As one of America's oldest and final bastions of the pizza, arcade, and animatronic-variety-show trifecta, Chuck E. Cheese upholds an important entertainment legacy. Though their core philosophy and slogan, "Where a Kid Can Be a Kid," sounds like a simple-enough mantra to maintain, many years have passed since Atari inventor Nolan Bushnell opened the first location in San Jose.
Despite the ever-changing nature of entertainment consumption, Chuck E. Cheese has done nothing but flourish. Intrinsic to this continuing knack for capturing kids' imaginations is its incorporation of modern entertainment and adherence to the robotic act that got it started in the first place. Chuck, Jasper T. Jowls, and Helen Henny are all still there, suspending a new generation's disbelief in gargantuan singing animals. Their charms, though, have been bolstered for the appetites of modern kids with more immersive games, wilder rides, and sweeter prizes.
Skytubes traverse the ceilings as an oversize human Habitrail, offering fantastical escape for energetic kids above the lights and sounds of the arcade. Staples such as skee ball and hoops now stand alongside sense-saturating simulator rides and the latest video games. At many locations, even the variety show has been modernized for the digital era. In its place is an interactive experience dubbed Studio C, where, thanks to bluescreens and video cameras, kids get to jam with Mr. Cheese himself.
Majestic cannons extend from the wall of a realistic pirate ship in Pirate Island Pizza's fantastical surroundings, as family-friendly fare and adventurous entertainment satisfies swashbuckling sprouts and hungry adults alike. Esurient expeditions can set sail with a dish of Pirate Coconut Shrimp ($8.99) and follow with a choice of bread bundles such as the Buccaneer Beef Sandwich, a fresh ciabatta bun filled with grilled black Angus steak, chipotle mayonnaise, sautéed peppers and onions, and draped in melted swiss cheese ($7.99).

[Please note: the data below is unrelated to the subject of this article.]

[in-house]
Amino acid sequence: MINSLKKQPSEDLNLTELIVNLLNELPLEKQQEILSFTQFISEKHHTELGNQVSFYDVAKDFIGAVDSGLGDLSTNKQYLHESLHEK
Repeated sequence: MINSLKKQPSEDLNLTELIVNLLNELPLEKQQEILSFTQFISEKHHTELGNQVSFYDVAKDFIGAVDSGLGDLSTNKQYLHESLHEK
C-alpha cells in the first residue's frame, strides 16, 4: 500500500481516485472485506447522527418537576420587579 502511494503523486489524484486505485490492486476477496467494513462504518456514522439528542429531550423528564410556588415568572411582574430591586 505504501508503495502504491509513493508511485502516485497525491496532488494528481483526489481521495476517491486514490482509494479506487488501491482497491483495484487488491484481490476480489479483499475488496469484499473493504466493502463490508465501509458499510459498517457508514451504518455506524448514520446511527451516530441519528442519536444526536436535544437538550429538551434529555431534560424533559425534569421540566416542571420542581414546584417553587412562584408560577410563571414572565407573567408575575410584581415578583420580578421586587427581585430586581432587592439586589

Wiseguyz Pizzeria slings pies across the Salt Lake City area, offering a host of specialty pizzas, hot sandwiches, and crispy golden calzones at five separate locations. The signature pie is coated with barbecue sauce and topped with chicken, cheddar, and fresh cilantro. Classic sandwiches include the Philly steak and cheez, which features meat, alfredo sauce, mushrooms, peppers, and melty mozzarella and Swiss.
At each of Fat Cats' five locations, strikes and spares light up the screens of automatic scoring systems. Bowling balls roll and skip down lanes in normal conditions, against retractable bumpers, or under the fluorescent glow of Thunder Alley, when the facility transforms into a music-filled fusion of a bowling alley and dance club. Each lane's crashing pins echo the softer clacking of putters at the glow-in-the-dark miniature golf course and the ringing lightshow of the arcade. Elsewhere, the scents of pizza and deep-fried bowling balls waft through the fun haven. Each Fat Cats location partners with different restaurants, including The Pizza Factory at its Salt Lake facility and Champzz Bar at the Westminster location.
Hand-crafted sauces and imported cheese form the base of many of the Italian specialties at Gloria's Little Italy. Plump potato gnocchi—a customer favorite—and oven-baked salmon grace tables at dinner, and lunchtime ushers in waves of paninis and pizzas dressed in fresh veggies and meatballs. Pick out a cannoli from the glass display case or stop in on a weekend night to have a live accordionist soundtrack your dinner.
At Lotsa Motsa Pizza, pie slicers assemble custom creations from a menu of 13 toppings or choose poultry-centered combinations such as chicken-bacon-ranch or buffalo chicken to eat in-house or on the go. Pizzas range from an 8-inch edible Frisbee ($3.89+) to a 16-inch behemoth ($13.39+) large enough for multiplayer games of musical forks. Salads are equally customizable with a lush spread of toppings ($3.99+ for small), and pepperoni and cinnamon enliven breadsticks ($2.99–$5.19). Like a bashful suitor, the calzone ($7.99) keeps most of its positive qualities on the inside for fear of coming across as too cheesy.